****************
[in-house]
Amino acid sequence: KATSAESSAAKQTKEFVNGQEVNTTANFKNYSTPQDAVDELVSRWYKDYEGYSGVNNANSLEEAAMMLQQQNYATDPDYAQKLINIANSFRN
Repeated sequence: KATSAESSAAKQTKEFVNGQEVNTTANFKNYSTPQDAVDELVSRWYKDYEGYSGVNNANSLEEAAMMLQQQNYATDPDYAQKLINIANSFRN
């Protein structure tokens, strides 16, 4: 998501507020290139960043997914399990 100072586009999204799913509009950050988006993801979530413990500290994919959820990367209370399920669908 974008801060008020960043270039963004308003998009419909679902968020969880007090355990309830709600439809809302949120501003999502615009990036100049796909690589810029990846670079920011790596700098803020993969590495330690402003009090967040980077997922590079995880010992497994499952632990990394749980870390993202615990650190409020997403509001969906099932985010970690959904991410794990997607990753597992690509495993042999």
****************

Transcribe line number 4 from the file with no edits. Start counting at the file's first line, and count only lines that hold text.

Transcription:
């Protein structure tokens, strides 16, 4: 998501507020290139960043997914399990 100072586009999204799913509009950050988006993801979530413990500290994919959820990367209370399920669908 974008801060008020960043270039963004308003998009419909679902968020969880007090355990309830709600439809809302949120501003999502615009990036100049796909690589810029990846670079920011790596700098803020993969590495330690402003009090967040980077997922590079995880010992497994499952632990990394749980870390993202615990650190409020997403509001969906099932985010970690959904991410794990997607990753597992690509495993042999």